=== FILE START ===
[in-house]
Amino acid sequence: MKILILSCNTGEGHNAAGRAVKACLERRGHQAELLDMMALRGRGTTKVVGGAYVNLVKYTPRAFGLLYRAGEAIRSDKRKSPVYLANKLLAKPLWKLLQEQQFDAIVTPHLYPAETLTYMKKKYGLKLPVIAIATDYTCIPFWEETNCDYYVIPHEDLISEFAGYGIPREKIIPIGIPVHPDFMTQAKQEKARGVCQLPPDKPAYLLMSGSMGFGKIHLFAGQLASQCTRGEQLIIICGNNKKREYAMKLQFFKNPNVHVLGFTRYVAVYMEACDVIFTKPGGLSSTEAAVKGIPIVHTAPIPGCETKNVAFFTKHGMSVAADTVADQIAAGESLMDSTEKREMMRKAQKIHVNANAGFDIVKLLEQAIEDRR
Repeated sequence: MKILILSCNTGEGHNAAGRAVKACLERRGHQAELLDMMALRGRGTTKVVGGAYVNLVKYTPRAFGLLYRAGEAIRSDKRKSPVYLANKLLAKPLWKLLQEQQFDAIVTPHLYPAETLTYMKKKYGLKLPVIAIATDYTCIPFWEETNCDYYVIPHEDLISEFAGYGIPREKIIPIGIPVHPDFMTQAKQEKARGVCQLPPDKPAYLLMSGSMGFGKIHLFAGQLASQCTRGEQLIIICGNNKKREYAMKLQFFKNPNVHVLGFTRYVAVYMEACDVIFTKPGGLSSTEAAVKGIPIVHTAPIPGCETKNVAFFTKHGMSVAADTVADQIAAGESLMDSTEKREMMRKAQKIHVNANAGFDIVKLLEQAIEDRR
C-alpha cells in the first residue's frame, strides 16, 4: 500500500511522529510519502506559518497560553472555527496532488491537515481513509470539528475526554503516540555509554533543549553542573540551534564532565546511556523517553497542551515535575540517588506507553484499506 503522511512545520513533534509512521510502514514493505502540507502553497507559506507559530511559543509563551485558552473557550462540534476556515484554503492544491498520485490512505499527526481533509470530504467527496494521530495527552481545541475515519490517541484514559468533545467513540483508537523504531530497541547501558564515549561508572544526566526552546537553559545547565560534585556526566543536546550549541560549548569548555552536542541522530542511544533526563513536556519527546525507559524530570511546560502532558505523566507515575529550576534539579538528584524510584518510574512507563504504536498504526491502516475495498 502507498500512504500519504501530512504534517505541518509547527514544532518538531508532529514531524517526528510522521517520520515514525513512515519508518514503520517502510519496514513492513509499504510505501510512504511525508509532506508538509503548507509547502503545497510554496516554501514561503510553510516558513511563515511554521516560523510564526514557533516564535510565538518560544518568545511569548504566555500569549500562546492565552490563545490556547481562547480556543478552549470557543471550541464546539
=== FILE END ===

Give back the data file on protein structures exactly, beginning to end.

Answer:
[in-house]
Amino acid sequence: MKILILSCNTGEGHNAAGRAVKACLERRGHQAELLDMMALRGRGTTKVVGGAYVNLVKYTPRAFGLLYRAGEAIRSDKRKSPVYLANKLLAKPLWKLLQEQQFDAIVTPHLYPAETLTYMKKKYGLKLPVIAIATDYTCIPFWEETNCDYYVIPHEDLISEFAGYGIPREKIIPIGIPVHPDFMTQAKQEKARGVCQLPPDKPAYLLMSGSMGFGKIHLFAGQLASQCTRGEQLIIICGNNKKREYAMKLQFFKNPNVHVLGFTRYVAVYMEACDVIFTKPGGLSSTEAAVKGIPIVHTAPIPGCETKNVAFFTKHGMSVAADTVADQIAAGESLMDSTEKREMMRKAQKIHVNANAGFDIVKLLEQAIEDRR
Repeated sequence: MKILILSCNTGEGHNAAGRAVKACLERRGHQAELLDMMALRGRGTTKVVGGAYVNLVKYTPRAFGLLYRAGEAIRSDKRKSPVYLANKLLAKPLWKLLQEQQFDAIVTPHLYPAETLTYMKKKYGLKLPVIAIATDYTCIPFWEETNCDYYVIPHEDLISEFAGYGIPREKIIPIGIPVHPDFMTQAKQEKARGVCQLPPDKPAYLLMSGSMGFGKIHLFAGQLASQCTRGEQLIIICGNNKKREYAMKLQFFKNPNVHVLGFTRYVAVYMEACDVIFTKPGGLSSTEAAVKGIPIVHTAPIPGCETKNVAFFTKHGMSVAADTVADQIAAGESLMDSTEKREMMRKAQKIHVNANAGFDIVKLLEQAIEDRR
C-alpha cells in the first residue's frame, strides 16, 4: 500500500511522529510519502506559518497560553472555527496532488491537515481513509470539528475526554503516540555509554533543549553542573540551534564532565546511556523517553497542551515535575540517588506507553484499506 503522511512545520513533534509512521510502514514493505502540507502553497507559506507559530511559543509563551485558552473557550462540534476556515484554503492544491498520485490512505499527526481533509470530504467527496494521530495527552481545541475515519490517541484514559468533545467513540483508537523504531530497541547501558564515549561508572544526566526552546537553559545547565560534585556526566543536546550549541560549548569548555552536542541522530542511544533526563513536556519527546525507559524530570511546560502532558505523566507515575529550576534539579538528584524510584518510574512507563504504536498504526491502516475495498 502507498500512504500519504501530512504534517505541518509547527514544532518538531508532529514531524517526528510522521517520520515514525513512515519508518514503520517502510519496514513492513509499504510505501510512504511525508509532506508538509503548507509547502503545497510554496516554501514561503510553510516558513511563515511554521516560523510564526514557533516564535510565538518560544518568545511569548504566555500569549500562546492565552490563545490556547481562547480556543478552549470557543471550541464546539